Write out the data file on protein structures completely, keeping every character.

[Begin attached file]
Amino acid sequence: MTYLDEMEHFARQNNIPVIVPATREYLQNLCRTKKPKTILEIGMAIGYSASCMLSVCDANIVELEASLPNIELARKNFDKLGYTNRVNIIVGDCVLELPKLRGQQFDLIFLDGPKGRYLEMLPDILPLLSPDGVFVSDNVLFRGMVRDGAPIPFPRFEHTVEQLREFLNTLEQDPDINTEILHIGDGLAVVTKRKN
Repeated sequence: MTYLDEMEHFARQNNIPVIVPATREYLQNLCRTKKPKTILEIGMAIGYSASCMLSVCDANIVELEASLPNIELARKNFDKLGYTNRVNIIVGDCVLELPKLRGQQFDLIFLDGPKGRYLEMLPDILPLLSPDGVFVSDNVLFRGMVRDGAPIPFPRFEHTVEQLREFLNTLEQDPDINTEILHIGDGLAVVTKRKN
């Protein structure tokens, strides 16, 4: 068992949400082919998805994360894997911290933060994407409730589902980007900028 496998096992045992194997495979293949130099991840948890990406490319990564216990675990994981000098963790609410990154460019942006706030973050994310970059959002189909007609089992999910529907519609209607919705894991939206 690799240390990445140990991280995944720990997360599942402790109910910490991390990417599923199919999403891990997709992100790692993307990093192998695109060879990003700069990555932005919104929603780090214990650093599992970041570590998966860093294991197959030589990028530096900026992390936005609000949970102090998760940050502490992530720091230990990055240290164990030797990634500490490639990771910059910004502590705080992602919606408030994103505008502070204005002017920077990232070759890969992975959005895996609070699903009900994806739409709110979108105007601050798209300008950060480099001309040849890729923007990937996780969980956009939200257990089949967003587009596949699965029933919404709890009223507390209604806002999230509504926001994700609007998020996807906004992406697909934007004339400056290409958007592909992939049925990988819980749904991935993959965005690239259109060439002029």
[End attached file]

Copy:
Amino acid sequence: MTYLDEMEHFARQNNIPVIVPATREYLQNLCRTKKPKTILEIGMAIGYSASCMLSVCDANIVELEASLPNIELARKNFDKLGYTNRVNIIVGDCVLELPKLRGQQFDLIFLDGPKGRYLEMLPDILPLLSPDGVFVSDNVLFRGMVRDGAPIPFPRFEHTVEQLREFLNTLEQDPDINTEILHIGDGLAVVTKRKN
Repeated sequence: MTYLDEMEHFARQNNIPVIVPATREYLQNLCRTKKPKTILEIGMAIGYSASCMLSVCDANIVELEASLPNIELARKNFDKLGYTNRVNIIVGDCVLELPKLRGQQFDLIFLDGPKGRYLEMLPDILPLLSPDGVFVSDNVLFRGMVRDGAPIPFPRFEHTVEQLREFLNTLEQDPDINTEILHIGDGLAVVTKRKN
């Protein structure tokens, strides 16, 4: 068992949400082919998805994360894997911290933060994407409730589902980007900028 496998096992045992194997495979293949130099991840948890990406490319990564216990675990994981000098963790609410990154460019942006706030973050994310970059959002189909007609089992999910529907519609209607919705894991939206 690799240390990445140990991280995944720990997360599942402790109910910490991390990417599923199919999403891990997709992100790692993307990093192998695109060879990003700069990555932005919104929603780090214990650093599992970041570590998966860093294991197959030589990028530096900026992390936005609000949970102090998760940050502490992530720091230990990055240290164990030797990634500490490639990771910059910004502590705080992602919606408030994103505008502070204005002017920077990232070759890969992975959005895996609070699903009900994806739409709110979108105007601050798209300008950060480099001309040849890729923007990937996780969980956009939200257990089949967003587009596949699965029933919404709890009223507390209604806002999230509504926001994700609007998020996807906004992406697909934007004339400056290409958007592909992939049925990988819980749904991935993959965005690239259109060439002029």